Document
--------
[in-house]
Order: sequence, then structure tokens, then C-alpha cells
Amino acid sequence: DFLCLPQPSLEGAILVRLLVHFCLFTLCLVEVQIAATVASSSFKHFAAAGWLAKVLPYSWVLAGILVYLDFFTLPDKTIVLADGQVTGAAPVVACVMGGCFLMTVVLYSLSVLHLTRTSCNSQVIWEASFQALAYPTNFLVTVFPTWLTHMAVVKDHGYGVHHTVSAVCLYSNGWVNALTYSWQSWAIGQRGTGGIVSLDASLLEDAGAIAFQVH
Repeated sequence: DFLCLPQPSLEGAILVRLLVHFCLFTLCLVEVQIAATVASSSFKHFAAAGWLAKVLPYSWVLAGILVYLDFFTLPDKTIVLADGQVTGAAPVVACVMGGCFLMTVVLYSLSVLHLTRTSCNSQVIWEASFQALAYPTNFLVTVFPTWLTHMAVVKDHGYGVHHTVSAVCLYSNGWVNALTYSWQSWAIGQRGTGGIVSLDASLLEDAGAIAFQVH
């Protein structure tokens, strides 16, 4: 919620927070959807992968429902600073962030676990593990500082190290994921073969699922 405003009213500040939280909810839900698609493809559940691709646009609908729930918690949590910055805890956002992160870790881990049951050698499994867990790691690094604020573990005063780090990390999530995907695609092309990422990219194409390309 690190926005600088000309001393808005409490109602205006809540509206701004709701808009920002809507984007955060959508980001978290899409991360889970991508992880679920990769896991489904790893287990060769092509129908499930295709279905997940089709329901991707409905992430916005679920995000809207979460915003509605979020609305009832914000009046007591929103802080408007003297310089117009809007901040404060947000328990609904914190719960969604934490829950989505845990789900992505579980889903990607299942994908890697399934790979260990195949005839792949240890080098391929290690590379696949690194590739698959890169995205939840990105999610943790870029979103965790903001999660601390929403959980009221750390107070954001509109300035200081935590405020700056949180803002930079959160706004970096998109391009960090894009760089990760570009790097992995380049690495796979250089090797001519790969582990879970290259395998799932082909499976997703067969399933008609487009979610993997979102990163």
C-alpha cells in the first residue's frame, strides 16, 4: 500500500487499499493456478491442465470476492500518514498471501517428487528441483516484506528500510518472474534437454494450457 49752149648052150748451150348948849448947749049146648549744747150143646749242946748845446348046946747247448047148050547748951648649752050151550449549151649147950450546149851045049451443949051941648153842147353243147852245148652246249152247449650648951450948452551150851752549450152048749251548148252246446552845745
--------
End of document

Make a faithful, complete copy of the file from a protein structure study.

[in-house]
Order: sequence, then structure tokens, then C-alpha cells
Amino acid sequence: DFLCLPQPSLEGAILVRLLVHFCLFTLCLVEVQIAATVASSSFKHFAAAGWLAKVLPYSWVLAGILVYLDFFTLPDKTIVLADGQVTGAAPVVACVMGGCFLMTVVLYSLSVLHLTRTSCNSQVIWEASFQALAYPTNFLVTVFPTWLTHMAVVKDHGYGVHHTVSAVCLYSNGWVNALTYSWQSWAIGQRGTGGIVSLDASLLEDAGAIAFQVH
Repeated sequence: DFLCLPQPSLEGAILVRLLVHFCLFTLCLVEVQIAATVASSSFKHFAAAGWLAKVLPYSWVLAGILVYLDFFTLPDKTIVLADGQVTGAAPVVACVMGGCFLMTVVLYSLSVLHLTRTSCNSQVIWEASFQALAYPTNFLVTVFPTWLTHMAVVKDHGYGVHHTVSAVCLYSNGWVNALTYSWQSWAIGQRGTGGIVSLDASLLEDAGAIAFQVH
């Protein structure tokens, strides 16, 4: 919620927070959807992968429902600073962030676990593990500082190290994921073969699922 405003009213500040939280909810839900698609493809559940691709646009609908729930918690949590910055805890956002992160870790881990049951050698499994867990790691690094604020573990005063780090990390999530995907695609092309990422990219194409390309 690190926005600088000309001393808005409490109602205006809540509206701004709701808009920002809507984007955060959508980001978290899409991360889970991508992880679920990769896991489904790893287990060769092509129908499930295709279905997940089709329901991707409905992430916005679920995000809207979460915003509605979020609305009832914000009046007591929103802080408007003297310089117009809007901040404060947000328990609904914190719960969604934490829950989505845990789900992505579980889903990607299942994908890697399934790979260990195949005839792949240890080098391929290690590379696949690194590739698959890169995205939840990105999610943790870029979103965790903001999660601390929403959980009221750390107070954001509109300035200081935590405020700056949180803002930079959160706004970096998109391009960090894009760089990760570009790097992995380049690495796979250089090797001519790969582990879970290259395998799932082909499976997703067969399933008609487009979610993997979102990163």
C-alpha cells in the first residue's frame, strides 16, 4: 500500500487499499493456478491442465470476492500518514498471501517428487528441483516484506528500510518472474534437454494450457 49752149648052150748451150348948849448947749049146648549744747150143646749242946748845446348046946747247448047148050547748951648649752050151550449549151649147950450546149851045049451443949051941648153842147353243147852245148652246249152247449650648951450948452551150851752549450152048749251548148252246446552845745